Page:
Thursday, October 13, 2016

A Bucket of Blood


Poor Walter Paisley.   Bussing tables for those condescending Beatniks at the coffeehouse, night after night.  Harrassed by his boss for spending too much time attempting conversation with them and not clearing away empty cups.   But Walter muddles through, marveling at (and memorizing every word of) the pseudo intellect spouted by the poets at the mic. Words like:

Life is an obscure hobo bumming a ride on the omnibus of Art. Burn gas, buggies, and whip your sour cream of circumstance and hope, and go ahead and sleep your bloody heads off. Creation is, all else is not. Creation is graham crackers; let it all crumble to feed the creator; feed him that he may be satisifed.

Walter (Dick Miller) aspires to create art, to be part of the group, not merely pitied.  He also pines for the cafe's hostess, Carla (Barboura Morris).

It is of her he is thinking as he attempts to mold her face out of a lump of clay, helpless to even create a suitable nose.  At that moment, he hears the cries of his landlady's cat, who's somehow gotten stuck in the wall.  When Walter attempts to free it with a knife, well, the meowing ceases.  After a brief lament, he finds that the feline corpse would make a great piece of art.  He covers the cat, with knife still in it, in clay.  Soon, Walter has impressed most everyone at the Yellow Door Cafe with his piece, marveled at for its realism and anatomical correctness.  But Leonard (Antony Carbone), Walter's boss, has some suspicions.

Soon human beings will be added to Walter's collection: an undercover cop, an obnoxious model, and even an innocent factory worker.  Those sculptures, so lifelike!  Walter's fans are none the wiser for a time, lavishing praise on this new resident genius.  Yet another fraud to join the ranks.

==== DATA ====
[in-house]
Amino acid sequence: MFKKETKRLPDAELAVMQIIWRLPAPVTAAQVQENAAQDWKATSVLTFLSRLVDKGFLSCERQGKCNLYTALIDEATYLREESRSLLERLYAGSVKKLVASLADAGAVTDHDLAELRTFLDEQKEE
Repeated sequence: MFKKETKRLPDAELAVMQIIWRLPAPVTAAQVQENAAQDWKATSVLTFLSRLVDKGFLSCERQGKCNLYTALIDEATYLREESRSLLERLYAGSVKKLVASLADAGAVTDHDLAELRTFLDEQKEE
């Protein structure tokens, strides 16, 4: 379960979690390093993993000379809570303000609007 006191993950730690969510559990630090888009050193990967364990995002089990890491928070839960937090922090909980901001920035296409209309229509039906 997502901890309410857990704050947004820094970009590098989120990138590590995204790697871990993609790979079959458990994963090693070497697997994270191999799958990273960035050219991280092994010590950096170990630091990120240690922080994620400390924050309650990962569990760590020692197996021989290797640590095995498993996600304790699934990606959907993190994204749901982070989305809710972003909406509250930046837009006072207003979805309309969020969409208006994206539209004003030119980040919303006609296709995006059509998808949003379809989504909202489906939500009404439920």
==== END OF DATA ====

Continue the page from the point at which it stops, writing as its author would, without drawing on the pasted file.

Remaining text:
That point is made over and over in 1959's A BUCKET OF BLOOD, directed by B-movie czar Roger Corman.  Charles B. Griffith's script is quite wise for its time, skewering the Beatnik culture quite thoroughly.  But the art world is the larger target, a subject just as ripe for ridicule today as ever.  When someone can seemingly randomly splatter paint on a canvas or dip a crucifix in urine and have it praised for its brilliance.   ART SCHOOL CONFIDENTIAL would nicely pair for a double feature.

A BUCKET OF BLOOD is just over an hour, long enough to be an effective comedic chiller and short enough not to wear out its welcome.  The very cheap production values do hurt the film a bit, and the finale is too rushed, but this is a nice bit of old school drive-in movie fun.  Character actor Miller, who has appeared in countless exploitation films (many with Corman's involvement) over the past several decades, has perhaps his best role as Walter, the slow witted wannabe (without talent) who represents millions of also-rans who may crave fame/notoreity but perhaps just want to be accepted and loved.  He just never learns that the way to sweep a woman off her feet is to not encase another in a clay tomb.....

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